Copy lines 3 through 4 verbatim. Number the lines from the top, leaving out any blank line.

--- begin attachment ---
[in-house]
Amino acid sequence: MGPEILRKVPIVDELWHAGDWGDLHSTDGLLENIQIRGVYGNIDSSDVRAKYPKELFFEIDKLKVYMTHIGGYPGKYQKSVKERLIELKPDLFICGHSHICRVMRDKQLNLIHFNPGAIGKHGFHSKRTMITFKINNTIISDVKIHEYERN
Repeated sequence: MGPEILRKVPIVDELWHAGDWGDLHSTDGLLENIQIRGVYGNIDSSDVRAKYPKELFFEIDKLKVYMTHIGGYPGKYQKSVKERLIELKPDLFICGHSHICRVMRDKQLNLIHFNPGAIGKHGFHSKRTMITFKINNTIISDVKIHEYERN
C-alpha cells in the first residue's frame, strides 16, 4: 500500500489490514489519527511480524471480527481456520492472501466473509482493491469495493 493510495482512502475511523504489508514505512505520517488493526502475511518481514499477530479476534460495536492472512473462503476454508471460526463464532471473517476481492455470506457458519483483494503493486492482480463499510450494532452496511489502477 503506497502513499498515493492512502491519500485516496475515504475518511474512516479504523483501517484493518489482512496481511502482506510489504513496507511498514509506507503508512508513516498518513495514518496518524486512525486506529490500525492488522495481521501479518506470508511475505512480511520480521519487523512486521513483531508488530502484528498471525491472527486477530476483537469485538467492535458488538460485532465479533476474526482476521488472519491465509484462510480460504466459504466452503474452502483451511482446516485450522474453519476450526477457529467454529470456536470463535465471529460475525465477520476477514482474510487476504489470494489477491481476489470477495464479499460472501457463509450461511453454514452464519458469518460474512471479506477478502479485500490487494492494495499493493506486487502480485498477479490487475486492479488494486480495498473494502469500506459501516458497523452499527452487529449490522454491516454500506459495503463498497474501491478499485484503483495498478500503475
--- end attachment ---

Repeated sequence: MGPEILRKVPIVDELWHAGDWGDLHSTDGLLENIQIRGVYGNIDSSDVRAKYPKELFFEIDKLKVYMTHIGGYPGKYQKSVKERLIELKPDLFICGHSHICRVMRDKQLNLIHFNPGAIGKHGFHSKRTMITFKINNTIISDVKIHEYERN
C-alpha cells in the first residue's frame, strides 16, 4: 500500500489490514489519527511480524471480527481456520492472501466473509482493491469495493 493510495482512502475511523504489508514505512505520517488493526502475511518481514499477530479476534460495536492472512473462503476454508471460526463464532471473517476481492455470506457458519483483494503493486492482480463499510450494532452496511489502477 503506497502513499498515493492512502491519500485516496475515504475518511474512516479504523483501517484493518489482512496481511502482506510489504513496507511498514509506507503508512508513516498518513495514518496518524486512525486506529490500525492488522495481521501479518506470508511475505512480511520480521519487523512486521513483531508488530502484528498471525491472527486477530476483537469485538467492535458488538460485532465479533476474526482476521488472519491465509484462510480460504466459504466452503474452502483451511482446516485450522474453519476450526477457529467454529470456536470463535465471529460475525465477520476477514482474510487476504489470494489477491481476489470477495464479499460472501457463509450461511453454514452464519458469518460474512471479506477478502479485500490487494492494495499493493506486487502480485498477479490487475486492479488494486480495498473494502469500506459501516458497523452499527452487529449490522454491516454500506459495503463498497474501491478499485484503483495498478500503475